Physicist, mathematician, astronomer, philosopher, scholar Italian, born in Pisa. He is the father of the experimental method and dynamic. He highly relevant studies on the movement of the grave and discovered the law of the isochronism of the pendulum. He taught mathematics at Pisa and Padua, and attended the court of Cosmic II, the Medici, as a "philosopher." He built the first telescope of great power and with this extraordinary telescope made astronomical discoveries, among which the account of Jupiter''s satellites (planets de Medici), the phases of Venus, the seas of the moon, the sun spots defended theories Copernicus and therefore was subject to persecution by the Inquisition, defender of the Ptolemaic system. He was indicted and ordered not to pursue the defense system coperciano.
His name was Galileo Galilei. The Galileo case - as it became known - doubts and questions and stirred up controversy even today, some 370 years later, are far from disappearing. He left an indelible mark in the history of religion and science.
Galileo is considered by many as the "father of modern science." Using a telescope concluded that their astronomical observations supported a theory that was still widely debated in his day: that the Earth revolves around the Sun and therefore is not the center of the universe. For these and other findings, Galileo is also considered the pioneer of the modern experimental method.
As an astronomer, discovered among other things the satellites of Jupiter, that the Milky Way to be a cluster of stars, the mountains of the moon and the phases of Venus. As a physicist, studied the laws governing the pendulum and falling bodies. He invented instruments like the compass geometric (a kind of slide rule). Based on information received from the Netherlands, built a telescope that opened the universe to him.
But a prolonged confrontation with the ecclesiastical hierarchy became the career of the eminent scientist in a real drama - the Galileo case. In the late 16th century, Galileo has defended the Copernican theory, which states that the Earth revolves around the sun and not vice versa. This theory is also called the heliocentric system (which has the Sun as the center). In 1610, to discover with your telescope celestial bodies that have never been observed, Galileo became convinced he had found confirmation of the heliocentric system.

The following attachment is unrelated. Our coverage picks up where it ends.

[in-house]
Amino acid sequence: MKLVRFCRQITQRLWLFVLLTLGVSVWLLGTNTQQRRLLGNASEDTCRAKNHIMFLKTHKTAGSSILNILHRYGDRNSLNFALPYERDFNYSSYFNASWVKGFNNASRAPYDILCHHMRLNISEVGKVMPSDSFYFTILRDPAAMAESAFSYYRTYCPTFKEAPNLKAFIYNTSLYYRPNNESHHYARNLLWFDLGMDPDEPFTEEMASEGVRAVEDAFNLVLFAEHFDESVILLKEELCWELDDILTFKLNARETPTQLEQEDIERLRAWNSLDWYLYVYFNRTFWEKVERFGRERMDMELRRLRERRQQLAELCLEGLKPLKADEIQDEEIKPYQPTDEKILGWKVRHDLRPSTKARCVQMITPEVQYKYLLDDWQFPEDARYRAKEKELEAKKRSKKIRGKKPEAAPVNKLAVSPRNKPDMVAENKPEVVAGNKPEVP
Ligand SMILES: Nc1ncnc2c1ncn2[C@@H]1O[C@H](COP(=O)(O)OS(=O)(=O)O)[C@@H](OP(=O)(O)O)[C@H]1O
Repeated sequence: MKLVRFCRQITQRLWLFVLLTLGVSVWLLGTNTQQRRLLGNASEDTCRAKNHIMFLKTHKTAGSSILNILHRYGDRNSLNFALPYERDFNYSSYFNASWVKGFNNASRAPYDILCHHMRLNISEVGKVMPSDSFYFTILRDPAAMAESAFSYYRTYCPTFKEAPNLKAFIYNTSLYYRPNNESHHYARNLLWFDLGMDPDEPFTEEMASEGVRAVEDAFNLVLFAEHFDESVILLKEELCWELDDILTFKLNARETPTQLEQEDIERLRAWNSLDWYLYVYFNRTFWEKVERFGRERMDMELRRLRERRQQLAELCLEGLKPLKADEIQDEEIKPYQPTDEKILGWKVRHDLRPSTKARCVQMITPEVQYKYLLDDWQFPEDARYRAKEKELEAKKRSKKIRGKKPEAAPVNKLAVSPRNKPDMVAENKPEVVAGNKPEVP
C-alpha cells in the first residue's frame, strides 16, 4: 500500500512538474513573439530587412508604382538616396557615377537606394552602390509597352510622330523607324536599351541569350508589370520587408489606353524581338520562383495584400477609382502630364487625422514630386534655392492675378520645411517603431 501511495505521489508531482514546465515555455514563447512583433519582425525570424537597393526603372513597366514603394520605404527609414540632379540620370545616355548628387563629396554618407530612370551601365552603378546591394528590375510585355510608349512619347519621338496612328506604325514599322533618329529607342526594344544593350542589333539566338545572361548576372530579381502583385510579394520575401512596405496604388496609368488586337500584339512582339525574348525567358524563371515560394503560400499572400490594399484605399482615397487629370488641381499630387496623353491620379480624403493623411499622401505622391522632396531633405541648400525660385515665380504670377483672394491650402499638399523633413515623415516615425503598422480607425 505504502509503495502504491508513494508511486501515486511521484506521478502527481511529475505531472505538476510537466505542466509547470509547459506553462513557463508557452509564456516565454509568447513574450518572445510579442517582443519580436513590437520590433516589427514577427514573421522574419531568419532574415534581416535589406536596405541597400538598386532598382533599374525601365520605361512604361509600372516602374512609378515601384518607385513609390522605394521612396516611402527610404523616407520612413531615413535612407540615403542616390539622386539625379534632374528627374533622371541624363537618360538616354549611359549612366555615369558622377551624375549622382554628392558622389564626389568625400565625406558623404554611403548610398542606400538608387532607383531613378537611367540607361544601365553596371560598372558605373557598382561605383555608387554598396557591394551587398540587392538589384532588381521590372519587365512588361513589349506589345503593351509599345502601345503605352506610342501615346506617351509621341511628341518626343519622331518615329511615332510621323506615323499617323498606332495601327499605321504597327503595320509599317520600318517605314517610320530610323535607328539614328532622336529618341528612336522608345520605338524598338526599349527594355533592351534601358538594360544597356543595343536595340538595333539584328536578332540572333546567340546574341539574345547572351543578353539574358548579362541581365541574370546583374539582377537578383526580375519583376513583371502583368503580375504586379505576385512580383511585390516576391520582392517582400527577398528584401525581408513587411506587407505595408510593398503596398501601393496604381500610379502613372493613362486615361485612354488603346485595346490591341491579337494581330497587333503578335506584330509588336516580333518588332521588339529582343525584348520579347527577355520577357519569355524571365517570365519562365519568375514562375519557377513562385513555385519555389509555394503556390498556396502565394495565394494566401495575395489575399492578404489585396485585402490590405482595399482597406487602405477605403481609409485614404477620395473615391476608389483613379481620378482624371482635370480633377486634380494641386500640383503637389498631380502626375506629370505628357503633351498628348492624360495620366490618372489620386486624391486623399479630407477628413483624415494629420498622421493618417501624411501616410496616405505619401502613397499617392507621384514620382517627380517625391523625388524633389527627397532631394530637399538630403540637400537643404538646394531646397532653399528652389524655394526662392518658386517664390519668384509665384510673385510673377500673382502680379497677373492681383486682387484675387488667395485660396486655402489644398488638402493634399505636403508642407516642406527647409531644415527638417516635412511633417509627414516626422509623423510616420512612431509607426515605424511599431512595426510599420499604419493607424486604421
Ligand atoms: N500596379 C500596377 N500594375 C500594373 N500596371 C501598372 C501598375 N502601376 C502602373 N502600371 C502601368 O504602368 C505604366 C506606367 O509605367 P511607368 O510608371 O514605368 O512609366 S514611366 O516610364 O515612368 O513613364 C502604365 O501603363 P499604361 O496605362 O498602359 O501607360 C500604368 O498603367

His intention was to convince "the highest figures of the age" (princes and cardinals), that the Copernican theory was correct. With the help of influential friends, he hoped to overcome the objections of the Church and even get their support.
In 1611, Galileo traveled to Rome, where he met with senior clerics and using the telescope, showed them their astronomical discoveries. However, things did not go as he expected. In 1616, Galileo was under the scrutiny of the Church.
For the theologians of the Inquisition, the heliocentric theory was an idea "foolish and absurd in philosophy and formally heretical, because it is expressly contrary to Holy Scripture, with regard to its literal sense, traditionally accepted exposure and understanding of the Church Fathers and doctors of theology. "
Galileo met with Cardinal Robert Bellarmine, considered the greatest Catholic theologian of that time and called "the hammer of heretics". Bellarmine formally admonished Galileo to stop promoting the theory of heliocentrism.
Thus, we tried to be more cautious, however, has not abandoned the theory of Copernicus. Seventeen years later, in 1633, appeared in court of the Holy Office. At this point, Cardinal Bellarmine had died, but now the main opponent of Galileo was Pope Urban VIII that previously he had been favorable. Many writers have classified this trial as one of the most infamous and unjust of antiquity, comparing it even with the trials of Socrates and Jesus.
The reason for his conviction was the publication of Dialogue Concerning the Two Chief World Systems Maxima, who defended the heliocentric theory. The author was ordered to appear in court in 1632, but Galileo delayed because he was sick and had almost 70 years. He traveled to Rome the following year, after being summoned and threatened with arrest. By order of the pope, was questioned and even threatened with torture.
Galileo was sentenced in a stark room before the inquisitors to June 22, 1633. He was found guilty of "having supported and believed false doctrine and contrary to the Holy and Divine Scriptures, the Sun. . . not move from east to west and that the earth moves and not the center of the world. "
Not wanting to be a martyr, Galileo was forced to recant. After the sentencing, the old scientist, kneeling penitent and clothing, said solemnly: "abjure, curse and detest the aforesaid errors and heresies [Copernican theory], and generally any other error, heresy and sect contrary to Holy Church . "
Tradition - for which there is no solid proof - that after abjuring, Galileo put his foot down and cried in protest: "And yet it moves!" The humiliation to renounce his findings, the scientist distressed for the rest of his days. He was sentenced to jail, but the penalty was replaced for the house arrest until his death. By losing the sight was almost in seclusion.